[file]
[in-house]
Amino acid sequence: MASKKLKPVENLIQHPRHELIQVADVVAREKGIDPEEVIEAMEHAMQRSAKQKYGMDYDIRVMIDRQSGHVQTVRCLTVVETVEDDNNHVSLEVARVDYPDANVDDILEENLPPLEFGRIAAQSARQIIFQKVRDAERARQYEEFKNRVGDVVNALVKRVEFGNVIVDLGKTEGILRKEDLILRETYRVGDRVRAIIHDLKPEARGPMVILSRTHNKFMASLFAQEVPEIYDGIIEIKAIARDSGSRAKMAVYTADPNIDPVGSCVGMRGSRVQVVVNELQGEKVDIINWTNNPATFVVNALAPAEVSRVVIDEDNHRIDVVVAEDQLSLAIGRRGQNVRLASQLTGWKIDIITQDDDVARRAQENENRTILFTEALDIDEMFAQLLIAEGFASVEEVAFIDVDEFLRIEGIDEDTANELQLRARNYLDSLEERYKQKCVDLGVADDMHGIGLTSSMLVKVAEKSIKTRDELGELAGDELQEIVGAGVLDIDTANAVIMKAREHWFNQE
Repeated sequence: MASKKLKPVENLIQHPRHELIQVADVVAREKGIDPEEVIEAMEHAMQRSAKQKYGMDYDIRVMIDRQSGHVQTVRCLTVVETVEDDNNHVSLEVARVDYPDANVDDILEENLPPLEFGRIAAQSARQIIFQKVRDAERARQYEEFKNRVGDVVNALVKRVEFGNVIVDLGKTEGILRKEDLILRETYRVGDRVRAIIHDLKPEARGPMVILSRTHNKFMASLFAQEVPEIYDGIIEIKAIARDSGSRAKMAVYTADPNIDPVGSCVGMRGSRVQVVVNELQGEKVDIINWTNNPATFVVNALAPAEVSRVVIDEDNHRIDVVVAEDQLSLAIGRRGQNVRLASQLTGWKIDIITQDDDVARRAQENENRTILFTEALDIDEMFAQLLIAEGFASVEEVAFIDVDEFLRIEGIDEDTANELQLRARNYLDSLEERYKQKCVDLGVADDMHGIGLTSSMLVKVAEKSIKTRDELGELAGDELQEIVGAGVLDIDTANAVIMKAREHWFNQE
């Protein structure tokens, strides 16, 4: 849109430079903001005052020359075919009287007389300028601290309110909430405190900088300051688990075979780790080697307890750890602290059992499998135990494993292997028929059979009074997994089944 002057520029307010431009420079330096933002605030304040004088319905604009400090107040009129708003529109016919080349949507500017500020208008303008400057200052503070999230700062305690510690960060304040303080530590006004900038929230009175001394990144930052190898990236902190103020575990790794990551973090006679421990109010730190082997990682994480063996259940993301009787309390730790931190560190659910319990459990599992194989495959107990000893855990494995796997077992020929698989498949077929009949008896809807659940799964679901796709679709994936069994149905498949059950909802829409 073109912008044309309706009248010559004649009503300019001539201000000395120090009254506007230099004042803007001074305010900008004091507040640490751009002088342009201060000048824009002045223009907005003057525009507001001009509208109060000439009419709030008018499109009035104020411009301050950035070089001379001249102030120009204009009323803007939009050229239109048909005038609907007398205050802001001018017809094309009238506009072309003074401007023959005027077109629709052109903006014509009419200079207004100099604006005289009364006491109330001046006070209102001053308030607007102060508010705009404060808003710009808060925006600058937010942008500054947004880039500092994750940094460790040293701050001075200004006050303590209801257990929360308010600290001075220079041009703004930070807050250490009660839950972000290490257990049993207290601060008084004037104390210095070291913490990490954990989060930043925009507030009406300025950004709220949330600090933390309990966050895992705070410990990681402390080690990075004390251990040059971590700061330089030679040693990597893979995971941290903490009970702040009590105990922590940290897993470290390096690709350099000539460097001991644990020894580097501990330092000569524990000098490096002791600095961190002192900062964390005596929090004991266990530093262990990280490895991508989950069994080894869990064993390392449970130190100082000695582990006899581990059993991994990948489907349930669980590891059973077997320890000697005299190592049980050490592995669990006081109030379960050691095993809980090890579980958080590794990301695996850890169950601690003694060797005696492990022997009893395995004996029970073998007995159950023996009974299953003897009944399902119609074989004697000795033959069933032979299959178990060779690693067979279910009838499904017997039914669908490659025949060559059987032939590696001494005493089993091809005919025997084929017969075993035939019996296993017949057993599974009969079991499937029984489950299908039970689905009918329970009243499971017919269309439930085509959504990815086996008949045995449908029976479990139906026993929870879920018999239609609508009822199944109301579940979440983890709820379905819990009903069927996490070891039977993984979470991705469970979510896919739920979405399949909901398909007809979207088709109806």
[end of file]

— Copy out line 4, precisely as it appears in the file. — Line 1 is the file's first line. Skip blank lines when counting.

């Protein structure tokens, strides 16, 4: 849109430079903001005052020359075919009287007389300028601290309110909430405190900088300051688990075979780790080697307890750890602290059992499998135990494993292997028929059979009074997994089944 002057520029307010431009420079330096933002605030304040004088319905604009400090107040009129708003529109016919080349949507500017500020208008303008400057200052503070999230700062305690510690960060304040303080530590006004900038929230009175001394990144930052190898990236902190103020575990790794990551973090006679421990109010730190082997990682994480063996259940993301009787309390730790931190560190659910319990459990599992194989495959107990000893855990494995796997077992020929698989498949077929009949008896809807659940799964679901796709679709994936069994149905498949059950909802829409 073109912008044309309706009248010559004649009503300019001539201000000395120090009254506007230099004042803007001074305010900008004091507040640490751009002088342009201060000048824009002045223009907005003057525009507001001009509208109060000439009419709030008018499109009035104020411009301050950035070089001379001249102030120009204009009323803007939009050229239109048909005038609907007398205050802001001018017809094309009238506009072309003074401007023959005027077109629709052109903006014509009419200079207004100099604006005289009364006491109330001046006070209102001053308030607007102060508010705009404060808003710009808060925006600058937010942008500054947004880039500092994750940094460790040293701050001075200004006050303590209801257990929360308010600290001075220079041009703004930070807050250490009660839950972000290490257990049993207290601060008084004037104390210095070291913490990490954990989060930043925009507030009406300025950004709220949330600090933390309990966050895992705070410990990681402390080690990075004390251990040059971590700061330089030679040693990597893979995971941290903490009970702040009590105990922590940290897993470290390096690709350099000539460097001991644990020894580097501990330092000569524990000098490096002791600095961190002192900062964390005596929090004991266990530093262990990280490895991508989950069994080894869990064993390392449970130190100082000695582990006899581990059993991994990948489907349930669980590891059973077997320890000697005299190592049980050490592995669990006081109030379960050691095993809980090890579980958080590794990301695996850890169950601690003694060797005696492990022997009893395995004996029970073998007995159950023996009974299953003897009944399902119609074989004697000795033959069933032979299959178990060779690693067979279910009838499904017997039914669908490659025949060559059987032939590696001494005493089993091809005919025997084929017969075993035939019996296993017949057993599974009969079991499937029984489950299908039970689905009918329970009243499971017919269309439930085509959504990815086996008949045995449908029976479990139906026993929870879920018999239609609508009822199944109301579940979440983890709820379905819990009903069927996490070891039977993984979470991705469970979510896919739920979405399949909901398909007809979207088709109806």